Find out below where PDSA recommends you should get a pet from. And where you should avoid.


Cats

Consider first whether you want a cat which is a crossbreed or pedigree.

Crossbreed cats
These are a good choice because they are usually free from breed-related health problems. Most pet cats are crossbreeds – 'Moggies', 'Domestic Shorthairs' or 'Domestic Longhairs'. Getting a crossbreed cat from a leading animal welfare charity rehoming centre you will be giving a home to a cat that needs one.

Pedigree cats
These may be a bad choice, as many pedigree cat breeds suffer from health problems. Several conditions are distressing and painful to cats and the vet treatment they need costs owners and vet charities money. So PDSA vets warn owners to think carefully before getting a pedigree cat. To learn about a particular breed's health problems, visit our Cat Health page.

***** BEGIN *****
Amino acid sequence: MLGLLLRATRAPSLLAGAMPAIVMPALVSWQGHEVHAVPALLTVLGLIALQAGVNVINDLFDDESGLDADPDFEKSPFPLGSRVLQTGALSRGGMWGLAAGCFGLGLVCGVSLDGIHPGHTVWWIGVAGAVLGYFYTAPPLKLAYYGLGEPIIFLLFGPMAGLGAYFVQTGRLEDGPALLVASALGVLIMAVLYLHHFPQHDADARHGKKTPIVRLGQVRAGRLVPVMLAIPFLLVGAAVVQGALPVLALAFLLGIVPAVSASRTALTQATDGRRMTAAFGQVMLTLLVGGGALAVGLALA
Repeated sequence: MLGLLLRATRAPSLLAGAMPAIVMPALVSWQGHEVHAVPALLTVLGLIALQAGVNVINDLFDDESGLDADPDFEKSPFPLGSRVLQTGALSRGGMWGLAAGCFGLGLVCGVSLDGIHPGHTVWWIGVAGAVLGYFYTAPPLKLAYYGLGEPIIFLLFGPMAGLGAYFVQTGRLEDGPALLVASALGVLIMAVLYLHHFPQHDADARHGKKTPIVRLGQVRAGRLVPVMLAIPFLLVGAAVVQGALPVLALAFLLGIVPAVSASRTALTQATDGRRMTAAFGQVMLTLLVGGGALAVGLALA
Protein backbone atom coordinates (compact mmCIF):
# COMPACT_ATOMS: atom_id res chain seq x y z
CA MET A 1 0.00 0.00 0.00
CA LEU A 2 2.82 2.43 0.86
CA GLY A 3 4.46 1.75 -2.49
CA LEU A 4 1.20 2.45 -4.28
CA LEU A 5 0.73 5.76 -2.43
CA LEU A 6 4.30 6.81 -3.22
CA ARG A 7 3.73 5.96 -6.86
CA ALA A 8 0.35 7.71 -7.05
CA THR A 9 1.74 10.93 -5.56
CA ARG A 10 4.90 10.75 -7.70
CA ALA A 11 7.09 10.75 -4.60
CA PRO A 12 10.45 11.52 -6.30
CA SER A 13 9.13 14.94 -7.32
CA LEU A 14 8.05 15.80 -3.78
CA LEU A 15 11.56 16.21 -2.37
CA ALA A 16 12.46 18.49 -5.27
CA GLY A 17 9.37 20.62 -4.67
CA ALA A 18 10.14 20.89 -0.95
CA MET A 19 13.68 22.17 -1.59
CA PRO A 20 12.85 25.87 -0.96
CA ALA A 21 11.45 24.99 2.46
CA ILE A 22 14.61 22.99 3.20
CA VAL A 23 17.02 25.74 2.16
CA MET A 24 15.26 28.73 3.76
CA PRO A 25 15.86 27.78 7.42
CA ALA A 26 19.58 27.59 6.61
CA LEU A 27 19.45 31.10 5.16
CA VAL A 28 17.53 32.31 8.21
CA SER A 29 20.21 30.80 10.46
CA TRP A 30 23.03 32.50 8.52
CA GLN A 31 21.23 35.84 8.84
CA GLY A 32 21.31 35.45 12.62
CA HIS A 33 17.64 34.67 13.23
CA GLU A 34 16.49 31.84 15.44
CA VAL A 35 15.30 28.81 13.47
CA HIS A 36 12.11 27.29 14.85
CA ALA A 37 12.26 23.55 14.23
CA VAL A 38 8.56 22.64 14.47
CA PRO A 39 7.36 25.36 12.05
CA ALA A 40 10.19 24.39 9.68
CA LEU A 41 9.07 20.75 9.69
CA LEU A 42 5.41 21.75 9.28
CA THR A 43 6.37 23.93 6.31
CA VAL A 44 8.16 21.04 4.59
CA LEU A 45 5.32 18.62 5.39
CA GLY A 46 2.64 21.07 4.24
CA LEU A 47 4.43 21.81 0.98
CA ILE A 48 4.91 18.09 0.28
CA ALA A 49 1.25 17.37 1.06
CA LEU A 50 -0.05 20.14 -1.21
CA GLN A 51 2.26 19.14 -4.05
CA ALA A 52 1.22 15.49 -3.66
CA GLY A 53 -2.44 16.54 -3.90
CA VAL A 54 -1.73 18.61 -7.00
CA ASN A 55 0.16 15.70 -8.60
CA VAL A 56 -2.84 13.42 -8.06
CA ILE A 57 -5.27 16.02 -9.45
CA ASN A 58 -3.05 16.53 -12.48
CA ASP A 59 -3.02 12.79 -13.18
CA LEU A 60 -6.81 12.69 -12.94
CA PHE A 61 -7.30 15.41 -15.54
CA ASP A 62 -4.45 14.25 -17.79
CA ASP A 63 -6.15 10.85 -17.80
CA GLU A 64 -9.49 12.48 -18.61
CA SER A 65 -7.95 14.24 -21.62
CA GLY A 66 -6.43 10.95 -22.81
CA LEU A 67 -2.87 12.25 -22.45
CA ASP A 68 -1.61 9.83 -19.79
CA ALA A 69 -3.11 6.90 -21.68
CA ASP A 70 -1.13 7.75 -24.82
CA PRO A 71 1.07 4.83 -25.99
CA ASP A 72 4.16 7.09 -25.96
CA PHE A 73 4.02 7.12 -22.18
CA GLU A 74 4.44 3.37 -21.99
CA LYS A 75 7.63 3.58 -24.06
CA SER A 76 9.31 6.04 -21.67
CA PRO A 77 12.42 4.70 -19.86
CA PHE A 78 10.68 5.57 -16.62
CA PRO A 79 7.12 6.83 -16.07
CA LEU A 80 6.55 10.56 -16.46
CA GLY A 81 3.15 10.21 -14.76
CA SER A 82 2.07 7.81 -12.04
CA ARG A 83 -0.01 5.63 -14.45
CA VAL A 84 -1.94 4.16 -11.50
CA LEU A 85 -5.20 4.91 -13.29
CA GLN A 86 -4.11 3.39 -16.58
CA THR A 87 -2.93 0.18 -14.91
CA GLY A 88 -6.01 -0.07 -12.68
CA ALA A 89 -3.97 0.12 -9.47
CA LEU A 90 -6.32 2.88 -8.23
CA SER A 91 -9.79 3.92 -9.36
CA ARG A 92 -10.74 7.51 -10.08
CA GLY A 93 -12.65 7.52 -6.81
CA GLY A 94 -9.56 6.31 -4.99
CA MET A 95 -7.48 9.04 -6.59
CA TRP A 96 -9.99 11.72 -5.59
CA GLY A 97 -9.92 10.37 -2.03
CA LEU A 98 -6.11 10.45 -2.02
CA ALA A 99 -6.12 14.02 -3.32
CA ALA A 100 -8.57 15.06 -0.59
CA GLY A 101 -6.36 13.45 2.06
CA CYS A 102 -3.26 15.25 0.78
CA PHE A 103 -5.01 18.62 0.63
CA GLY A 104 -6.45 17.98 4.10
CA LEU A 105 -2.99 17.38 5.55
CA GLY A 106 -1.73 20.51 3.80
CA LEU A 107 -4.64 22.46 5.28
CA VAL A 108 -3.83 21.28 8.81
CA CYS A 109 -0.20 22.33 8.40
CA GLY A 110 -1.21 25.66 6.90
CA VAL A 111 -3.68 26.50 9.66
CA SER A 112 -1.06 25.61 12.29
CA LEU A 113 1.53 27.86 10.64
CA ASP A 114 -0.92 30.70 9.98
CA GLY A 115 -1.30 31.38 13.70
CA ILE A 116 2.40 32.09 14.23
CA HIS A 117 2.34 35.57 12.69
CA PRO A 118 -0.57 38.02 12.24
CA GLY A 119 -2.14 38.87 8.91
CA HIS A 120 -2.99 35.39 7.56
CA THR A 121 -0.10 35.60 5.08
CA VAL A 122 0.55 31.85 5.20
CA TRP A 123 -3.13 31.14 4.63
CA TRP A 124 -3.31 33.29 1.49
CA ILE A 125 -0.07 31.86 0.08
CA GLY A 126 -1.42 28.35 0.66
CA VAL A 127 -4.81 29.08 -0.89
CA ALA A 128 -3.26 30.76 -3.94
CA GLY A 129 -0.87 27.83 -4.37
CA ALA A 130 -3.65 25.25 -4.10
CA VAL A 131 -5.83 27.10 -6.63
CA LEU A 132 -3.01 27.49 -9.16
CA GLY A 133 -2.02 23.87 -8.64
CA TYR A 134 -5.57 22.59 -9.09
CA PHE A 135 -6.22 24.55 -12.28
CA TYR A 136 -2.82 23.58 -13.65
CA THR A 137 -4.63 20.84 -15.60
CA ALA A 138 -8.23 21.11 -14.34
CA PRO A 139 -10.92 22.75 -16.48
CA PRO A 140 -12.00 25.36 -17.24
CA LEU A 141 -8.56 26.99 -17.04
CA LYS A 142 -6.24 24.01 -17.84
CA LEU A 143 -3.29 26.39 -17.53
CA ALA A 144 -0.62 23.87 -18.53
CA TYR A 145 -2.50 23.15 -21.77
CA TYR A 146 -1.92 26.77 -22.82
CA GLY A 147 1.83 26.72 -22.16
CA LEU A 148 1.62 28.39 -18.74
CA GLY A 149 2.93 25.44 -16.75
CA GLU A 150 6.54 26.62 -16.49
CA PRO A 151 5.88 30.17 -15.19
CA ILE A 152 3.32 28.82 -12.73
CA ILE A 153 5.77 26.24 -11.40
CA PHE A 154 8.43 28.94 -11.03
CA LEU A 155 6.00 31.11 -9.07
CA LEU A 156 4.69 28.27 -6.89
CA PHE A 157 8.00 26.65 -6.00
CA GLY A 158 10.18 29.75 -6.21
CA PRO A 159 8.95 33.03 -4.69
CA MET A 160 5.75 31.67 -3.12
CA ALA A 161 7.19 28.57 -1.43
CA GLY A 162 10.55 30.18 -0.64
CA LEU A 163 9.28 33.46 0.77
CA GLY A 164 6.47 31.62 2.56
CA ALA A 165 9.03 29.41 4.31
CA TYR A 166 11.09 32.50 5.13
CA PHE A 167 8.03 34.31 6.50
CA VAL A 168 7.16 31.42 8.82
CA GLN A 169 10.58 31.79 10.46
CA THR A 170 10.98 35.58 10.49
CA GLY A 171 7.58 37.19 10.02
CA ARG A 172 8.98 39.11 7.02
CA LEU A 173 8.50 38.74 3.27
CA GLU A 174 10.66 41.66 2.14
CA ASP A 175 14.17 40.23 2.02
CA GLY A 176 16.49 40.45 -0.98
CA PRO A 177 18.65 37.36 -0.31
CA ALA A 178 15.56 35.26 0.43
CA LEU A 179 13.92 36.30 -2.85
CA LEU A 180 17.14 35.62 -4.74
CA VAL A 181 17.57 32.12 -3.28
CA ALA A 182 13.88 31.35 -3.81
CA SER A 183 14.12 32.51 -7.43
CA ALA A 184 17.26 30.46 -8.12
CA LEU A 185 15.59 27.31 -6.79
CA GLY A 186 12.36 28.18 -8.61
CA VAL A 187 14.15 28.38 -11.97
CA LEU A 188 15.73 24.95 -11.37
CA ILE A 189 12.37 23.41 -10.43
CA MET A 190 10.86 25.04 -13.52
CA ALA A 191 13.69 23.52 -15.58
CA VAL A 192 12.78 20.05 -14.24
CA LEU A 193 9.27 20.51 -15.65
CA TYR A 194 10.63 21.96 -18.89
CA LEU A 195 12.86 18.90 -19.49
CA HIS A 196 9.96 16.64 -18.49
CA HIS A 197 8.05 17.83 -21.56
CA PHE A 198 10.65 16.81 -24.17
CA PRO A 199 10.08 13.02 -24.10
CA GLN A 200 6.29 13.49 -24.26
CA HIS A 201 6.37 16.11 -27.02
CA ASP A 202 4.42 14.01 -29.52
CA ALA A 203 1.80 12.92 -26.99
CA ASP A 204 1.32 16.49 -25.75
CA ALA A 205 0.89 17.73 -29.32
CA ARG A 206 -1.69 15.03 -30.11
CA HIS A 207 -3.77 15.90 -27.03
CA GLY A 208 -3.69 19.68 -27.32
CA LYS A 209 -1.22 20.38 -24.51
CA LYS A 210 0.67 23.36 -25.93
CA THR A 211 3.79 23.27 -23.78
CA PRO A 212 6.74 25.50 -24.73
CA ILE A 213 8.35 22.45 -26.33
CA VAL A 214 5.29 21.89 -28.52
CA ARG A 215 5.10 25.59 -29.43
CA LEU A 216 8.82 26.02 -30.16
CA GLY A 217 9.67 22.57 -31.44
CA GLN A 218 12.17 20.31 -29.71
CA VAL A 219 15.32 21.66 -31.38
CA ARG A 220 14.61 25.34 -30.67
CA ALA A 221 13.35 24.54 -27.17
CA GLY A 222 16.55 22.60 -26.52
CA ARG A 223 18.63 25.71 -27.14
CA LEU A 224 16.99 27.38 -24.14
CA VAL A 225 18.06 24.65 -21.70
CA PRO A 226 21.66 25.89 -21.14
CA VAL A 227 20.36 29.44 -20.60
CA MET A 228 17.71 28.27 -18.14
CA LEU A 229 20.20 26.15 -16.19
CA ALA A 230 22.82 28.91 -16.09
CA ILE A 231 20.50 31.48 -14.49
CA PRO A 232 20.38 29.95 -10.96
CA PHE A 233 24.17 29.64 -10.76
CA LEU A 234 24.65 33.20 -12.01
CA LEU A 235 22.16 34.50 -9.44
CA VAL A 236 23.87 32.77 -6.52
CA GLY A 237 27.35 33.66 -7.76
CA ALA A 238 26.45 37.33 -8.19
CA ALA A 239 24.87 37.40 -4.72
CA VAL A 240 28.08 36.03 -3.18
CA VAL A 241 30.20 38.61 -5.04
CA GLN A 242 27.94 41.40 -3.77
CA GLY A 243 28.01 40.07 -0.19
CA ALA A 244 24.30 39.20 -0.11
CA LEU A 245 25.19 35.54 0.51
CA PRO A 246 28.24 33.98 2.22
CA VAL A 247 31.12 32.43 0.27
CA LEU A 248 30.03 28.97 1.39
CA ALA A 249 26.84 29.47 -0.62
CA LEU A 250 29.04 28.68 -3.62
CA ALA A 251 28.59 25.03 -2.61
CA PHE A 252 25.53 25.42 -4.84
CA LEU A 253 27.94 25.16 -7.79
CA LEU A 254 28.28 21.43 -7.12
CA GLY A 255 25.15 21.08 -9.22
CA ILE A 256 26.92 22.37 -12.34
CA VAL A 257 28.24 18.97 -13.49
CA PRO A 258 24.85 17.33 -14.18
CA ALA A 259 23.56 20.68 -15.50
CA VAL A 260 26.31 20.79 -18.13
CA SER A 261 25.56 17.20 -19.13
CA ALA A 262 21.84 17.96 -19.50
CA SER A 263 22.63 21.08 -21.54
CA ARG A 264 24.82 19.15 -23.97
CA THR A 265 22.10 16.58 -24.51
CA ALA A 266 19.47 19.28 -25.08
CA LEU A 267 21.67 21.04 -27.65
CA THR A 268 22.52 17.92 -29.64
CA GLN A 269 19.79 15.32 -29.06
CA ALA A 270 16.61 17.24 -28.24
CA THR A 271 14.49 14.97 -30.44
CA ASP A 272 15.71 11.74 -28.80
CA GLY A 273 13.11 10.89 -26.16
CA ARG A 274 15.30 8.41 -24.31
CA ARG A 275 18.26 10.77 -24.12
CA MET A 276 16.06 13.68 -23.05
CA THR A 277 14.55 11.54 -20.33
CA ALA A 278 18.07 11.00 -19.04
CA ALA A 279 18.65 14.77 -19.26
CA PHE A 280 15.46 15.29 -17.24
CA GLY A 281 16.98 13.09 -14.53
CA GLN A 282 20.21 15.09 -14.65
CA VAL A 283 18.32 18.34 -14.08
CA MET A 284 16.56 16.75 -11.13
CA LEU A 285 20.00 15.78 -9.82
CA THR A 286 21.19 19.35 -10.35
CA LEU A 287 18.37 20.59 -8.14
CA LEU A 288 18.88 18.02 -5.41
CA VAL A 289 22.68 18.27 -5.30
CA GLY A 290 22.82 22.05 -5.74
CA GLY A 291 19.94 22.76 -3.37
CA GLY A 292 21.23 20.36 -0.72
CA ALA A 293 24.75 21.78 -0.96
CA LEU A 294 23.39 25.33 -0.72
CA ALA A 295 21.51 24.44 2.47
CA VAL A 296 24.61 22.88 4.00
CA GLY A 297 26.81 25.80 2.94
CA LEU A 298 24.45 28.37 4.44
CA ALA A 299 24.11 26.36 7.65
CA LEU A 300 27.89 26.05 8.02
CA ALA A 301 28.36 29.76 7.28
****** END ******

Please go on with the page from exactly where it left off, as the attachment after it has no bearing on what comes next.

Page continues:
Where can I get a crossbreed cat from?

Choose carefully. Where you get a cat from can have big effect on how healthy and happy it is for the rest of its life. The wrong choice can mean your cat can become scared of people or requires lots of vet treatment, which can be expensive. Here’s what we recommend at PDSA...


Where do we recommend?

✔ Leading animal welfare charity rehoming centres

  • Several well-known animal welfare charities (e.g. Cats Protection, Blue Cross, RSPCA) have rehoming centres for cats.
  • Cats from reputable welfare organisations will usually have been fully health-checked.

Where do we recommend (with caution)

✔ Other animal rescue centres or sanctuaries